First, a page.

The Australian conglomerate Cotton On will be expanding its reach in the U.S. through an exclusive deal with Amazon for its Cotton On Kids label.
Starting in July, the collection of children’s wear will be sold Stateside through the e-tailer. The sportswear is available in sizes from newborns to nine-year-olds. Cotton On Kids is one of the fastest-growing labels for the company, according to chief executive officer Peter Johnson, who visited New York this week. He and head of U.S. operations Mark Pan mapped out some of Cotton On’s growth plans Wednesday.
Cotton On aims to increase e-commerce sales to 15 percent of its overall business within the next three years. The 25-year-old company has seven brands and 1,400 stores worldwide including 100 franchised ones through a partner in the Middle East. As of now, Cotton On’s brands are distributed in 18 countries through 20,000 employees. One of the most recent hires was Anthony Gardner, the head of U.S. marketing and e-commerce strategy.
There are six Cotton On Kids stores in the U.S. Teaming up with Amazon should be comparable to the amount of new business generated by opening one or two new stores, said Johnson, who declined to give a specific projected volume figure. In addition to the increased sales, the Amazon deal will bolster brand awareness and provide analytics about underserved regions in the U.S. where consumers are responding to the children’s wear.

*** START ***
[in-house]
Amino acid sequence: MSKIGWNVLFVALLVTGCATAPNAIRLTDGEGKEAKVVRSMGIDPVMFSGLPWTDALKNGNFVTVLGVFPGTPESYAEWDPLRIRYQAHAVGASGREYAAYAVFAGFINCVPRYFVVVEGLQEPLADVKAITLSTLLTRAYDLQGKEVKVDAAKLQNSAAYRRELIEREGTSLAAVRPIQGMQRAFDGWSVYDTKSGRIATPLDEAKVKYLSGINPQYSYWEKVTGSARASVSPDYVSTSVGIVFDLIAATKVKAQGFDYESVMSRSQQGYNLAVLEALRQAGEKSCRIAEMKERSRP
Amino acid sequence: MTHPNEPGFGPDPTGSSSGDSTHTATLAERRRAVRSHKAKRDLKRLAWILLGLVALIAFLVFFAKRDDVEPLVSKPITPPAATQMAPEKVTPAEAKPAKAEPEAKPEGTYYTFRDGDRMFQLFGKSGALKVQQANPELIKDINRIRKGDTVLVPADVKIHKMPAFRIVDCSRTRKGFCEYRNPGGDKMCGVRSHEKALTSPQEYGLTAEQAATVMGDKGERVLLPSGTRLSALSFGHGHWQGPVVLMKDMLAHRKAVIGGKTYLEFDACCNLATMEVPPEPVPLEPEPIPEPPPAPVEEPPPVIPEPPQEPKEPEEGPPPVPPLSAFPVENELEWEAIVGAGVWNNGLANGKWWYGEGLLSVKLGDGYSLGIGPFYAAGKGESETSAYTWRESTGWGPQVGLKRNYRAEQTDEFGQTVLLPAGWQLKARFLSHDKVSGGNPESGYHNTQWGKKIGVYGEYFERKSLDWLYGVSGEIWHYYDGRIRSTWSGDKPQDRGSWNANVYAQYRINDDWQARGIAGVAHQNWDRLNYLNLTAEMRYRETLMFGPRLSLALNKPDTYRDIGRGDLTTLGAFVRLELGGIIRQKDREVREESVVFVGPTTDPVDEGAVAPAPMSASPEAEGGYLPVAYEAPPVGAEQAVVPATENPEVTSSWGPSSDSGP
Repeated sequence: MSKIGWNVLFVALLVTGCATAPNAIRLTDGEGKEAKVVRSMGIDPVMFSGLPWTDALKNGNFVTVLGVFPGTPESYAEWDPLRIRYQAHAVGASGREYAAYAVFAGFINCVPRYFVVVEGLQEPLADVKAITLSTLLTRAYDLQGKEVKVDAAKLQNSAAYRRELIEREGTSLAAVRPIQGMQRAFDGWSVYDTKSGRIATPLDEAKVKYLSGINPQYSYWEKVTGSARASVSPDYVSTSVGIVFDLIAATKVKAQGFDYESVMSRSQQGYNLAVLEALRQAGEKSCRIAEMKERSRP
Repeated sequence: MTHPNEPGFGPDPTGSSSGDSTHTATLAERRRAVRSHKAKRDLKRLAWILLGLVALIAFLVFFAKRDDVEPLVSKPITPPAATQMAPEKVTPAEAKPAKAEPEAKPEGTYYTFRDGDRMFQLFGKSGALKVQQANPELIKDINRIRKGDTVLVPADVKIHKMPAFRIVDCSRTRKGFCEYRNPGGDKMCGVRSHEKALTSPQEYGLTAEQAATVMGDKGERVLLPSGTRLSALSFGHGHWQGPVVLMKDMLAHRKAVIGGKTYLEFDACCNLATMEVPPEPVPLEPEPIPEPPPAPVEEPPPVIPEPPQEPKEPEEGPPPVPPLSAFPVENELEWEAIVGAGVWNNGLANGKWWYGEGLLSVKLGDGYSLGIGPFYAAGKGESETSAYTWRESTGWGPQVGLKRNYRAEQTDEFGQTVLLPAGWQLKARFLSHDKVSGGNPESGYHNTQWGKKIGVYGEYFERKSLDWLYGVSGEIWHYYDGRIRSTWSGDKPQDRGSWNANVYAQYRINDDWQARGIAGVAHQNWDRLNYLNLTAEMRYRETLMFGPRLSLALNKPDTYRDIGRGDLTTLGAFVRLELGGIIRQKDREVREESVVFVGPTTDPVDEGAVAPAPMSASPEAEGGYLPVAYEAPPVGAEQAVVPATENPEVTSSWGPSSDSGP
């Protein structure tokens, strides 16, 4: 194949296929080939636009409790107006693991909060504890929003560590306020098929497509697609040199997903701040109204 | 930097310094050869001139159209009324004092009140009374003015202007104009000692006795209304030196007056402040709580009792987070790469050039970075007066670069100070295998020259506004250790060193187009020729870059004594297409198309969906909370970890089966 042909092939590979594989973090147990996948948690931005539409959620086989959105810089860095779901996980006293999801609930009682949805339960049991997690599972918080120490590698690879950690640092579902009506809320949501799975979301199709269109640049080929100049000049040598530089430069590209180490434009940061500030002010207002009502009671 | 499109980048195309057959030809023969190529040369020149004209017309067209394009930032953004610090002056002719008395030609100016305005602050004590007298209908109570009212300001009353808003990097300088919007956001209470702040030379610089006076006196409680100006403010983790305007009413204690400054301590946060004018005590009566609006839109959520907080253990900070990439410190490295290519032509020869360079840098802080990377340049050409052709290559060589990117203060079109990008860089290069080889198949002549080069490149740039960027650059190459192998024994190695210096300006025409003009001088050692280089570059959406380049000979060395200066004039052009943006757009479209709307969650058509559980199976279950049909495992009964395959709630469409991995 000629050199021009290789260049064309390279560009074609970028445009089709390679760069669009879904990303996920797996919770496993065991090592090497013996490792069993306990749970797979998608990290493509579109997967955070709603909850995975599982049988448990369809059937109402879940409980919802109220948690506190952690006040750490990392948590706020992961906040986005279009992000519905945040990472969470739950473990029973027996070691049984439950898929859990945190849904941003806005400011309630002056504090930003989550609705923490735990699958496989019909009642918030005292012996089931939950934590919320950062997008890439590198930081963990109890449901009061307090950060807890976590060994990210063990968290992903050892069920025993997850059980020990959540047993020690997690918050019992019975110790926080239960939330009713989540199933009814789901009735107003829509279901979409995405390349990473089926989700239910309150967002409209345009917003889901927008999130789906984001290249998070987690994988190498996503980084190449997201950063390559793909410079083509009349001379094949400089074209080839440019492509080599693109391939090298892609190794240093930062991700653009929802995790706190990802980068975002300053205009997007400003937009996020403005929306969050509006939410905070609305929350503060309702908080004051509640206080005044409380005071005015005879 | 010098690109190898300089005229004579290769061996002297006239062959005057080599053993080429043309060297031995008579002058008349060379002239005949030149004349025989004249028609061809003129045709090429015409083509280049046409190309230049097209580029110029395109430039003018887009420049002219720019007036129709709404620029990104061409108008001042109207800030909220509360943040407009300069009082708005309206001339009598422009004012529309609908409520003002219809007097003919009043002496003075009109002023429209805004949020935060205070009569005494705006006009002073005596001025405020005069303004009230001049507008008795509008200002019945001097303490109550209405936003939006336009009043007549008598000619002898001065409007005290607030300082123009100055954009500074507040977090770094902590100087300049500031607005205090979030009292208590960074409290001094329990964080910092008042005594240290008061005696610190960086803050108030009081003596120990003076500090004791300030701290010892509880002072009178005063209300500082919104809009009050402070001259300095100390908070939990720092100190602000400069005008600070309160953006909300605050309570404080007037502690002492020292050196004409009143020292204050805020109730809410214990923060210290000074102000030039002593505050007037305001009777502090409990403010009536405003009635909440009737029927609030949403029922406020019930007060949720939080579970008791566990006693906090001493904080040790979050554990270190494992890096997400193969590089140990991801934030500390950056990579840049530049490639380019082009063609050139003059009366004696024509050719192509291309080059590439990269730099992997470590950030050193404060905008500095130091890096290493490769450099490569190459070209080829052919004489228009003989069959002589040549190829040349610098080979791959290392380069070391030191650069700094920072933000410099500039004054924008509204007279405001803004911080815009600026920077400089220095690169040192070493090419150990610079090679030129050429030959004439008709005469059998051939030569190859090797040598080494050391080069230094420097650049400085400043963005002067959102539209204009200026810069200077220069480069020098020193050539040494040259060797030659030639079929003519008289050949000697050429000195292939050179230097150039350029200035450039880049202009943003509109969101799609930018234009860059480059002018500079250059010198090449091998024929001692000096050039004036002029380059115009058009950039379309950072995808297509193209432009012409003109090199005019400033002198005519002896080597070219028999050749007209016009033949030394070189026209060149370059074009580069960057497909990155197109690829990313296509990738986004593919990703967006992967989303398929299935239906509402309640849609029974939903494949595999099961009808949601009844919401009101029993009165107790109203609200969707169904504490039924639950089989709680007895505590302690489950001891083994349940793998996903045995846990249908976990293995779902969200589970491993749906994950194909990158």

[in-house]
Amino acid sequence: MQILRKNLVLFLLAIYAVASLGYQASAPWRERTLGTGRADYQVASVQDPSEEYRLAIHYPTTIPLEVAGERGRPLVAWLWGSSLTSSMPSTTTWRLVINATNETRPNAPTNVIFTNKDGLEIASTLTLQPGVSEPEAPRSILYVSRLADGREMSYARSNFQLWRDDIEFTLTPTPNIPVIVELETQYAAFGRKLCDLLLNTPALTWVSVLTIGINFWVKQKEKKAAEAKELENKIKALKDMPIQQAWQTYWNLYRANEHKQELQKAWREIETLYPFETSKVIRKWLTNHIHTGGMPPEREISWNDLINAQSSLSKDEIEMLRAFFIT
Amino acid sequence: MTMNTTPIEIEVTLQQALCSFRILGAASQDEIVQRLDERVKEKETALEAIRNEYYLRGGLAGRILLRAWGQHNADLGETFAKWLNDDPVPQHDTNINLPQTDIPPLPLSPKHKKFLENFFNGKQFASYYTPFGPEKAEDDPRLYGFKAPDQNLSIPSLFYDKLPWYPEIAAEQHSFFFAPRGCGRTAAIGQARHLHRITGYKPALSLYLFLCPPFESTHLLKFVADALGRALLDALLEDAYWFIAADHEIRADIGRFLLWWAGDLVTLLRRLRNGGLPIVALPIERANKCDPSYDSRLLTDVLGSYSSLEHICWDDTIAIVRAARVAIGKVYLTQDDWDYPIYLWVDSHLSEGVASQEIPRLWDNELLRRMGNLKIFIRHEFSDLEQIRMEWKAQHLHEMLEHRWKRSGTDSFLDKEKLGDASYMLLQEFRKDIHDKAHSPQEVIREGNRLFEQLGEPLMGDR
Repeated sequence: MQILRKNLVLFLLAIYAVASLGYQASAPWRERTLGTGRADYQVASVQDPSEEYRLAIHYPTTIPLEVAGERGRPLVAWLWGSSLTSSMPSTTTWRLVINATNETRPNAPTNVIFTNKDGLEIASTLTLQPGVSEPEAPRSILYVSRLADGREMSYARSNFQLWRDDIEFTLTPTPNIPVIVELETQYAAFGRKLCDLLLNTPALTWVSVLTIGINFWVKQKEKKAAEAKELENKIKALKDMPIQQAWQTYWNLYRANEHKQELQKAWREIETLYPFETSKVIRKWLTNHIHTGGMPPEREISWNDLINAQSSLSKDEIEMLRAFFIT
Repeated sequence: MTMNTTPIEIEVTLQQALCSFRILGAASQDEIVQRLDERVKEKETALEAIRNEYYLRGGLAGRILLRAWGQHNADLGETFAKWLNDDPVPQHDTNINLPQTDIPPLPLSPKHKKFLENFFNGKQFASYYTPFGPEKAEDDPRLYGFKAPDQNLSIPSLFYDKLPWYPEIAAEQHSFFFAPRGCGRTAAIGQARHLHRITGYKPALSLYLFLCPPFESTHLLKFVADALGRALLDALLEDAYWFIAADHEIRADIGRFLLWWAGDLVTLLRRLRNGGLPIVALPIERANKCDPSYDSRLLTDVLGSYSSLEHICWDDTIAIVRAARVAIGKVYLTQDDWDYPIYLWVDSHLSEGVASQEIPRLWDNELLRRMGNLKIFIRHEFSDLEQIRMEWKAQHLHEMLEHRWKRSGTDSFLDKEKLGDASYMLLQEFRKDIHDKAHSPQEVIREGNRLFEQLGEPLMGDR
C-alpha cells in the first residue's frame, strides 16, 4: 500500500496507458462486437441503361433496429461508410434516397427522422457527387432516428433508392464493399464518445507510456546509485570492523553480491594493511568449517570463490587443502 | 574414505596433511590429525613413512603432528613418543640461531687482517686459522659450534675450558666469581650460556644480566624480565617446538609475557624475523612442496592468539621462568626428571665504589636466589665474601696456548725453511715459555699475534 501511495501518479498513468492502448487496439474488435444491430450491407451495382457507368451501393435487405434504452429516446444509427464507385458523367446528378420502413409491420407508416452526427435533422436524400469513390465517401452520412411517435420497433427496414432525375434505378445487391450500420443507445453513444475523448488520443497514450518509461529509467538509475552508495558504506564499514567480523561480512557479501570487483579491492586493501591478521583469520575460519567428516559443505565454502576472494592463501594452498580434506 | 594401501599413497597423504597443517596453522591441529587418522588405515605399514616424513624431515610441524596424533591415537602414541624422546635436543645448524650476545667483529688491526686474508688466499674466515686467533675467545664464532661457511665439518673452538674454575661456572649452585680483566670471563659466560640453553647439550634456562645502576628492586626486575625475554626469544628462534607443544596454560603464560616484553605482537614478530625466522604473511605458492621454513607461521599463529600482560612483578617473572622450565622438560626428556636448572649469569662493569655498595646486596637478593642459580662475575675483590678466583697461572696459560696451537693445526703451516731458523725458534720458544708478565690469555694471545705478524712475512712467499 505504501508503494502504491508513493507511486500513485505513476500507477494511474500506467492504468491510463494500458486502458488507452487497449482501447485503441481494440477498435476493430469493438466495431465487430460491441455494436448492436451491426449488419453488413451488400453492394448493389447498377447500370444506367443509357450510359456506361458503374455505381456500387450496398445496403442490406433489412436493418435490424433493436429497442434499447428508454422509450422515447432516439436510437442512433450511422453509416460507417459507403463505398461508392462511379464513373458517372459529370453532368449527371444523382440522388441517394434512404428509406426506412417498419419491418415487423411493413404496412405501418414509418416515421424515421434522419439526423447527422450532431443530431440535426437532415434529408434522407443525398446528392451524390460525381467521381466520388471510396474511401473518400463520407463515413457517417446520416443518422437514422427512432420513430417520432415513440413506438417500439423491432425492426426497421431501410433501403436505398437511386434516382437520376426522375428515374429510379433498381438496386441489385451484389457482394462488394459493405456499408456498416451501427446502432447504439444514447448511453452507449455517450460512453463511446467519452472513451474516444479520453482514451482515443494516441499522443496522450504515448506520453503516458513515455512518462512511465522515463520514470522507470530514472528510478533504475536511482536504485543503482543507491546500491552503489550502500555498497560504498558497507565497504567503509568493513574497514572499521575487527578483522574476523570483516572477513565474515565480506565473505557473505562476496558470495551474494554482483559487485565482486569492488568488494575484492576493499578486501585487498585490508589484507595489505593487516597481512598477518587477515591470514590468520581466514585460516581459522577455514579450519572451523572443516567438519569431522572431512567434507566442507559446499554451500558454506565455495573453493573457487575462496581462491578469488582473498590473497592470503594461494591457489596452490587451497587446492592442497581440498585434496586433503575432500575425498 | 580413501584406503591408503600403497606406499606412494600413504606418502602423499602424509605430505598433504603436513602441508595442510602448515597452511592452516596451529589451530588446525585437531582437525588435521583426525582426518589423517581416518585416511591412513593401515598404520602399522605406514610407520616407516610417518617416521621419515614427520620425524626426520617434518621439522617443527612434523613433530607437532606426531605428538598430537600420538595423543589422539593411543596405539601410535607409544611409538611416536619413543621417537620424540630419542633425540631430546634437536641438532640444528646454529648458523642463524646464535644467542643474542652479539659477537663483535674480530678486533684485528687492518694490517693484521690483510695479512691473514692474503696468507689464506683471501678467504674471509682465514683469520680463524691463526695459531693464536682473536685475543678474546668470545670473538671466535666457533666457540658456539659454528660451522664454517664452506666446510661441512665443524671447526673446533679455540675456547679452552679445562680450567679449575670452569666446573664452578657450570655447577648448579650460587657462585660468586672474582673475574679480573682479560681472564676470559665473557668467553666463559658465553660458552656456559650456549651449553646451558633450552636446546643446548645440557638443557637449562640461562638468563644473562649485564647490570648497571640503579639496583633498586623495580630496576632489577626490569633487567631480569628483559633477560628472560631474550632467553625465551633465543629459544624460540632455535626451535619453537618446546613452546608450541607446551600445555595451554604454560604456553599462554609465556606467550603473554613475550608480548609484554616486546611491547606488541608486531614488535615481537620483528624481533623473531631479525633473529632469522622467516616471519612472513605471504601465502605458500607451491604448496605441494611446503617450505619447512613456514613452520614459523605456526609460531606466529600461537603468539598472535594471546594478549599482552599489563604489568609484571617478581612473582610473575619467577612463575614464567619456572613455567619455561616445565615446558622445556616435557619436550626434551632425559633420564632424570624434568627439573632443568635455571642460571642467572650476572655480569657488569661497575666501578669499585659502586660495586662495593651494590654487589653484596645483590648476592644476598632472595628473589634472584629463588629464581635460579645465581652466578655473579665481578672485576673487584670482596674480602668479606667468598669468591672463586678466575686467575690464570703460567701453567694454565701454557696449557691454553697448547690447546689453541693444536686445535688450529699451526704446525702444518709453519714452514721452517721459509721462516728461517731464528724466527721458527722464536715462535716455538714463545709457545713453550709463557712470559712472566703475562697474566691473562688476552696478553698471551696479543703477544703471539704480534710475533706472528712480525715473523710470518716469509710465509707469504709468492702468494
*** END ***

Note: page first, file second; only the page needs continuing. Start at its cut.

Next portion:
To try to keep up with the anticipated further growth, Pan is scouting an East Coast location for a second distribution center in the U.S. The company has one in Los Angeles. In the U.S., Cotton On has 121 stores in 13 states and the goal is to double overall sales in the next three years. This year, the company will open 25 stores in the U.S.
With seven brands in various stages of growth, Cotton On continues to look at new markets for expansion, Johnson said. Cotton On connected with Amazon after Amazon Asia representatives inquired about potentially working together in that region of the world. That led to a conversation about the U.S. arm and eventually an exclusive deal with Cotton On Kids, Johnson said.